Indians don’t deviate from plan despite Lindor’s great spring

Cleveland Indians' Francisco Lindor connects for his inside-the-park home run against the San Diego Padres.

Ross D. Franklin/AP

GOODYEAR, Ariz. — Francisco Lindor’s time in the major-league clubhouse at Indians spring training ended on Thursday. If things go according to plan, this should be the final year in awhile that he isn’t part of the Tribe’s opening day roster.

The organization’s top prospect was one of eight sent down to the minors as the process of getting to the 25-man roster begins to ramp up.

Even though Lindor had a great camp, Terry Francona and general manager Chris Antonetti have been very up front and firm in saying that Lindor was going to open the season in Triple-A Columbus.

"We talked all along how long to have him up here," Francona said. "I think it is also in his best interest to go to the other side with those guys, be a good teammate, leader, enjoy and embrace being as good a player as he can be. We’re looking forward to watching his progression."

Lindor produced many memorable moments during spring training. On the first day of full team workouts on Feb. 24 he won the endurance test and had a head-first slide to cross the finish line. During the second spring training game, he made snagging a high line drive from Kristopher Negron look routine.

In 16 games, Lindor batted .297 (11-for-37) with six extra-base hits, including an inside-the-park home run on March 15 against the Padres, and five RBI. Last year in his first major league camp last year, he played in 11 games and was 6-for-19 with a home run and five RBI.

The big difference this year though is that Francona saw a more comfortable player.

"He’s learning to take construction even better and not view it as criticism. He got stronger and had a great camp," he said. "I think people sometimes view why you can’t take players up who lead their team in hitting. As much as we enjoy watching guys do good if you pick your team based on spring training you’d make a lot of mistakes. The way guys handle the season, that defines them as players."

Which is the biggest reason Lindor is beginning the season in Columbus — they still want further proof on how he can handle a season. Lindor batted .198 in his first 19 games with the Clippers before going .333 down the stretch. It is one thing to be a consistent hitter in spring training, but the level of competition ramps up during the regular season.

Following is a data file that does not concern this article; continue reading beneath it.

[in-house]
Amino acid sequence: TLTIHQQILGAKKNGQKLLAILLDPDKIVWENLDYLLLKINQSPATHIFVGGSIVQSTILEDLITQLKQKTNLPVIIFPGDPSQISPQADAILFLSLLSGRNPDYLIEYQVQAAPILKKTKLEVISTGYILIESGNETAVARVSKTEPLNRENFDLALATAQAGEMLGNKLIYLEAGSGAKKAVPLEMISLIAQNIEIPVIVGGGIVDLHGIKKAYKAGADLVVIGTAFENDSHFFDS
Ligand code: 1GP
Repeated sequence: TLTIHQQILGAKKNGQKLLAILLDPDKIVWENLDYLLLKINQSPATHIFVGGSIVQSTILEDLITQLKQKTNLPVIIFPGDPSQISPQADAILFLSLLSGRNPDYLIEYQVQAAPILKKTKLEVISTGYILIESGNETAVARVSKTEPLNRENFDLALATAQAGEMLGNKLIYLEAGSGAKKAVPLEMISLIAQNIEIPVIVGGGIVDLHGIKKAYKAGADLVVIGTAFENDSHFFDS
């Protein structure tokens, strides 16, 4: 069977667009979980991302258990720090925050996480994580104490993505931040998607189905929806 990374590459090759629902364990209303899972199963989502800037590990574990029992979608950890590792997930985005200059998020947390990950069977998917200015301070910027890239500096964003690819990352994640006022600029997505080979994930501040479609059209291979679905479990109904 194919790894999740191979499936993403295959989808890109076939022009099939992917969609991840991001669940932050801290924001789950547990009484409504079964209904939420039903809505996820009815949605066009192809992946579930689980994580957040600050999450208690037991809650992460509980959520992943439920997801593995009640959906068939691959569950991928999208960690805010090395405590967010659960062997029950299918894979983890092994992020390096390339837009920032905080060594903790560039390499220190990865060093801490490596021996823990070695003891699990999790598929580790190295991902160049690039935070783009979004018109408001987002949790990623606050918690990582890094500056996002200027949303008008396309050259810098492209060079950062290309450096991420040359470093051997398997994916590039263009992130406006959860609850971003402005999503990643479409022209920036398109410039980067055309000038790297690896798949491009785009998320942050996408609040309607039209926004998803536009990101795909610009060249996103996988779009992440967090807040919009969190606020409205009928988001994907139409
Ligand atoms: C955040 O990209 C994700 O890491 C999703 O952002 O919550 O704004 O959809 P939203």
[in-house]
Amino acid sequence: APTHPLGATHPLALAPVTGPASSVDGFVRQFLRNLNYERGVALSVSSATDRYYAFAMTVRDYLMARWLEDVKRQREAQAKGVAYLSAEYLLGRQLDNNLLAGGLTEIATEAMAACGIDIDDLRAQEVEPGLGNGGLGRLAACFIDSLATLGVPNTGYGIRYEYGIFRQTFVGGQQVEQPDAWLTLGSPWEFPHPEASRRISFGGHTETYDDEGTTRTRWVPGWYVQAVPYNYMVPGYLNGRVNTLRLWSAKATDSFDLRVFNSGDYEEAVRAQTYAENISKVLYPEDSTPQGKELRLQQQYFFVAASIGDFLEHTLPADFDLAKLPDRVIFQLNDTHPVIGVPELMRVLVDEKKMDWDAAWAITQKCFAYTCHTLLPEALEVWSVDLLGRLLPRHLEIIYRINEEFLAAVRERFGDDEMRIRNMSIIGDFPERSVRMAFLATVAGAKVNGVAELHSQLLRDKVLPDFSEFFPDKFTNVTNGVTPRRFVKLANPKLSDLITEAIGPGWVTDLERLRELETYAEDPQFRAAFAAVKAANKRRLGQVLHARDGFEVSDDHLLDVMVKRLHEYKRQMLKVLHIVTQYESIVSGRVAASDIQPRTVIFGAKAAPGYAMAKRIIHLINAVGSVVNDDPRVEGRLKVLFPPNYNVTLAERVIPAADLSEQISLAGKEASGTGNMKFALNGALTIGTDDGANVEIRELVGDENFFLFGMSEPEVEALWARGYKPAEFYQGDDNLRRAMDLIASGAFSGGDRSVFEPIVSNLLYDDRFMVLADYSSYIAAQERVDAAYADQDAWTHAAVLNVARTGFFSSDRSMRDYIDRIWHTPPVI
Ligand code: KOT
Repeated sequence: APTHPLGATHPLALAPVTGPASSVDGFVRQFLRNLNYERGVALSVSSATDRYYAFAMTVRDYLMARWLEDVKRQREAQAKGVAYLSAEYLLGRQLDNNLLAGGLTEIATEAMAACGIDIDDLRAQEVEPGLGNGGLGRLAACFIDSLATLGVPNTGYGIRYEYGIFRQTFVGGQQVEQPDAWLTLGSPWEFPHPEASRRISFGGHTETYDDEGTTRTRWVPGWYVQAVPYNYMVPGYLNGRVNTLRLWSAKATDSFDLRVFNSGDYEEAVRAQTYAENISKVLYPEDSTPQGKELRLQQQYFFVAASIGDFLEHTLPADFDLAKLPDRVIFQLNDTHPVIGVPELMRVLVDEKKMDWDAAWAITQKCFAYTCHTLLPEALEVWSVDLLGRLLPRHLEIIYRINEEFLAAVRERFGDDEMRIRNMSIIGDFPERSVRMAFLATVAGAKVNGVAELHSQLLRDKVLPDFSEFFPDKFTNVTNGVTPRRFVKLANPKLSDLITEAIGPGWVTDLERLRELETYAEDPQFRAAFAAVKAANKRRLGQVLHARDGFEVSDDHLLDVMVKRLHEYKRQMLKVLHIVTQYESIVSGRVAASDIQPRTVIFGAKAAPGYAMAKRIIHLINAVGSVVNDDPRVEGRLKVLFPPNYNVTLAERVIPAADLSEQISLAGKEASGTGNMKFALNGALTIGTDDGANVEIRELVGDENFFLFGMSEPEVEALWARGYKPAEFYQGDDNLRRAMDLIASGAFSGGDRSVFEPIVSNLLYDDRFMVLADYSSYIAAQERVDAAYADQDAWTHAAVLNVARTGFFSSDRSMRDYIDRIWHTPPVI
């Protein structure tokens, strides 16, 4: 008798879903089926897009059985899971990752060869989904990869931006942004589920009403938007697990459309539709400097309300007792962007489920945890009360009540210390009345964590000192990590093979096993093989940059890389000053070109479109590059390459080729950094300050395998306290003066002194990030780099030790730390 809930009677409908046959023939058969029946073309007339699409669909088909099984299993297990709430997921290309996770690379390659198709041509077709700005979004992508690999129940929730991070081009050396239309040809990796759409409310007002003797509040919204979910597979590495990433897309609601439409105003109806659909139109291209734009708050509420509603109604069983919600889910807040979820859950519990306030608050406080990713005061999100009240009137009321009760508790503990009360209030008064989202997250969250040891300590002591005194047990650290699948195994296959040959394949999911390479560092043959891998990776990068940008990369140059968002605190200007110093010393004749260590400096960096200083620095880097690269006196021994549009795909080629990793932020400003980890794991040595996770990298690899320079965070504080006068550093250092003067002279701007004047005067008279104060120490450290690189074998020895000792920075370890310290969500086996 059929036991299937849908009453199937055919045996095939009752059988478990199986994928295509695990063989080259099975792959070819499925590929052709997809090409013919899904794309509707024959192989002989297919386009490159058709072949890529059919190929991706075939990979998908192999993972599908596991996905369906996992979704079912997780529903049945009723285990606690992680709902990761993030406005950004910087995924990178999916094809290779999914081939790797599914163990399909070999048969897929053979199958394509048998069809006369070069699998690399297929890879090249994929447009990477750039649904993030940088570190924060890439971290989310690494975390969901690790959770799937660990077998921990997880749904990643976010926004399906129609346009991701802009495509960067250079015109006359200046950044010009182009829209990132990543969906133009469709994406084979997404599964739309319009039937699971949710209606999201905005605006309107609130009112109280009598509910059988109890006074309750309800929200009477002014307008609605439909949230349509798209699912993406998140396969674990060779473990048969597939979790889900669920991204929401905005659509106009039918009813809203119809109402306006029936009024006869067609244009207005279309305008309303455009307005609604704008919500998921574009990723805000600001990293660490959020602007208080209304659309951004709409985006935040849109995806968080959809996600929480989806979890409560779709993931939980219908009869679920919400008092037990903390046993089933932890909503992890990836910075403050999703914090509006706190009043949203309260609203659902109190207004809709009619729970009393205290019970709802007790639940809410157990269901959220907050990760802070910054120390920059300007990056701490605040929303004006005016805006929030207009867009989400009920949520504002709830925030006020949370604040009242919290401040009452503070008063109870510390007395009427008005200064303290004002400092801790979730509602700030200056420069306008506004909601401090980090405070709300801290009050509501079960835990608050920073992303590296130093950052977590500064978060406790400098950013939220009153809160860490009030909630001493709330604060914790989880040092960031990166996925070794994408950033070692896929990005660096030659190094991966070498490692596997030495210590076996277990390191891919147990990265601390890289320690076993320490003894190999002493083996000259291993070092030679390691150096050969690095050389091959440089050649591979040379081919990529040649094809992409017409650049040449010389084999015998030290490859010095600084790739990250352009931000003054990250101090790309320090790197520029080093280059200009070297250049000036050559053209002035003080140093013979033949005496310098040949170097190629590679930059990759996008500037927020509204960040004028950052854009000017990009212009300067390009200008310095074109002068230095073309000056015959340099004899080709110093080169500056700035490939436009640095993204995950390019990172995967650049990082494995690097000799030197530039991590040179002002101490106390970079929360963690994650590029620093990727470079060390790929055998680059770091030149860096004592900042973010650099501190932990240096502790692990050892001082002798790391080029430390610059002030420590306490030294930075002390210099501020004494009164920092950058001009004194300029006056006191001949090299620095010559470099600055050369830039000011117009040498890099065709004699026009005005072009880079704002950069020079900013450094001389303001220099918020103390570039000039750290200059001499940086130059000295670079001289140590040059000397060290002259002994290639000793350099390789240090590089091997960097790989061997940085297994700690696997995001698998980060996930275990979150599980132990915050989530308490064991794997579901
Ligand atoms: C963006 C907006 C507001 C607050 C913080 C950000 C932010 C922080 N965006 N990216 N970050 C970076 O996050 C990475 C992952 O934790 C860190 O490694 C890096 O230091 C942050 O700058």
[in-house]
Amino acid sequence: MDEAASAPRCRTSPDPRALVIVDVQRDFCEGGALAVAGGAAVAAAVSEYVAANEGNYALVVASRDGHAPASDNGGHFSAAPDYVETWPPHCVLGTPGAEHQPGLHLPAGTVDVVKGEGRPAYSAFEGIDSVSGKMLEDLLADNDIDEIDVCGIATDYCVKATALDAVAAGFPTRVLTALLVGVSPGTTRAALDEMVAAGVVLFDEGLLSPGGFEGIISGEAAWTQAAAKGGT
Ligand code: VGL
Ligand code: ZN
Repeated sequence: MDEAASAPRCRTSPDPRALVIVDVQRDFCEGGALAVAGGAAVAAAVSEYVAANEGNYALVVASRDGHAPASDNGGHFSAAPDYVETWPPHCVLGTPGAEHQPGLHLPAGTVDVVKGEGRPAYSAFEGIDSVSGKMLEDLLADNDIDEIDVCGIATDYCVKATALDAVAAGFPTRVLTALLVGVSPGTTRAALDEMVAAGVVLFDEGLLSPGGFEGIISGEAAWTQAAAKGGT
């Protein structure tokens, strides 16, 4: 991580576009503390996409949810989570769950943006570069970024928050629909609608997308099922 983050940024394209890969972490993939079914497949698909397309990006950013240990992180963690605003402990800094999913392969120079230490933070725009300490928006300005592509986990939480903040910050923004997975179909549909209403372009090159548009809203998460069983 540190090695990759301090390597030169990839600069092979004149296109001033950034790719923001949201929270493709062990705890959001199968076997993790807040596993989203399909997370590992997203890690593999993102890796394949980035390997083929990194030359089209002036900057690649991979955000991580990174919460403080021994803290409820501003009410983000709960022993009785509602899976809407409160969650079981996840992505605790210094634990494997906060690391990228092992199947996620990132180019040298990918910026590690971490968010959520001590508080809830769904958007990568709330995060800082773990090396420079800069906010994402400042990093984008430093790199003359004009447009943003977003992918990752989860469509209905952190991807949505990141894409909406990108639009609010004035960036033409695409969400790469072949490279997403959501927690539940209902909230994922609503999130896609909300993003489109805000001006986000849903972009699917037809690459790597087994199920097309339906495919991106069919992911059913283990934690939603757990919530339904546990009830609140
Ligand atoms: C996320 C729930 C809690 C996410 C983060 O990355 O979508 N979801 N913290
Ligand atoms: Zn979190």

WATCH: Francisco Lindor hits inside-the-park homer

There were some who thought last spring that Lindor would be this year’s opening day shortstop. But Jose Ramirez’s solid play after the trade of Asdrubal Cabrera has given the Indians more time to make sure that Lindor is indeed ready when he is called up. The Indians also have depth with Mike Aviles and Zach Walters (when healthy). That is why if Ramirez would have a slow start the expectation would be Aviles seeing more time at short than calling up Lindor.

The Indians also remain steadfast in recognizing that Lindor is only 21 and could begin the season as the youngest player in the International League. They want him to enjoy the journey as long as possible before reaching the majors.

"He’s 21 years old. Enjoy getting better," Francona said. "These should be some of the most fun times of his life playing regardless of where it is. I sometimes think guys lose sight of that because they want to be up there so bad. He shouldn’t miss out on that."

When Lindor is called up this season will be a combination of how well he is playing and need. If past Aprils are any indication, there might be more of a clamor since he hits .312 the first month of the season.

Barring an injury this season, it is not a matter of if Lindor gets called up but when.

"I can’t force it. I have to go out there and do my thing," said Lindor about the upcoming season earlier in camp. "Wherever I start, I will handle it the right way and be very professional."